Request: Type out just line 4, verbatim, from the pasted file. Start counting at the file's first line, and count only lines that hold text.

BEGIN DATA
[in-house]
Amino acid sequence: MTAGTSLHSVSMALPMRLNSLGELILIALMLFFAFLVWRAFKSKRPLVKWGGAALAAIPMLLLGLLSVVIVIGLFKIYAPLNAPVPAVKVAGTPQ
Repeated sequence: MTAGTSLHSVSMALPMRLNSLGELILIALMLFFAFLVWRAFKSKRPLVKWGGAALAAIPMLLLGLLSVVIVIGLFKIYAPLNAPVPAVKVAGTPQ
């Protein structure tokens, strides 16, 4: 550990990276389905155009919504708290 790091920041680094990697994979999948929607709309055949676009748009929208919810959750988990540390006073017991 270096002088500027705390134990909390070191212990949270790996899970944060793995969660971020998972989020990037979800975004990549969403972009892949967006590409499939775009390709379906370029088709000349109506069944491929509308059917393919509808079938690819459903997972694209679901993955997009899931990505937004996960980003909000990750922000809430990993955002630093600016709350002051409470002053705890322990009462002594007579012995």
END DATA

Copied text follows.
């Protein structure tokens, strides 16, 4: 550990990276389905155009919504708290 790091920041680094990697994979999948929607709309055949676009748009929208919810959750988990540390006073017991 270096002088500027705390134990909390070191212990949270790996899970944060793995969660971020998972989020990037979800975004990549969403972009892949967006590409499939775009390709379906370029088709000349109506069944491929509308059917393919509808079938690819459903997972694209679901993955997009899931990505937004996960980003909000990750922000809430990993955002630093600016709350002051409470002053705890322990009462002594007579012995």